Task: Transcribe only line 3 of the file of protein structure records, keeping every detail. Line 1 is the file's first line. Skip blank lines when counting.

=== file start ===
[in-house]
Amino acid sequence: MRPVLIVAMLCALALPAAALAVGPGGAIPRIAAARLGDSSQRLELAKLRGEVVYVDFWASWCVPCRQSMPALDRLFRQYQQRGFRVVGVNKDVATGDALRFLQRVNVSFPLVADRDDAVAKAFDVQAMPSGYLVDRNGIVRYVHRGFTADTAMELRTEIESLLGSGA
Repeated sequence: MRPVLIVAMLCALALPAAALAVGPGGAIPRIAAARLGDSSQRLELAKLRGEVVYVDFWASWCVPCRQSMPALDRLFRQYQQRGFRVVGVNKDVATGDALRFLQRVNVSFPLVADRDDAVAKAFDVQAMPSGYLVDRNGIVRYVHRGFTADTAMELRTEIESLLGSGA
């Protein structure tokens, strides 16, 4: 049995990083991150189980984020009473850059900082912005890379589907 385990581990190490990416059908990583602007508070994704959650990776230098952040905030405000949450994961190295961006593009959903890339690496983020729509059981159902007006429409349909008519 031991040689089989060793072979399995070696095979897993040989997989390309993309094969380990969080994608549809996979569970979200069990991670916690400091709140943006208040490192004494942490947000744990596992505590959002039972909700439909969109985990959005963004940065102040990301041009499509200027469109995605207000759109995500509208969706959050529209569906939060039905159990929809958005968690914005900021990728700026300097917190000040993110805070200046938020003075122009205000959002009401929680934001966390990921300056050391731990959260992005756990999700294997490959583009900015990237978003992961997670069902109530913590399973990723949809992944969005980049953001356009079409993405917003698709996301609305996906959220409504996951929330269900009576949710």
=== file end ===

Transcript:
Repeated sequence: MRPVLIVAMLCALALPAAALAVGPGGAIPRIAAARLGDSSQRLELAKLRGEVVYVDFWASWCVPCRQSMPALDRLFRQYQQRGFRVVGVNKDVATGDALRFLQRVNVSFPLVADRDDAVAKAFDVQAMPSGYLVDRNGIVRYVHRGFTADTAMELRTEIESLLGSGA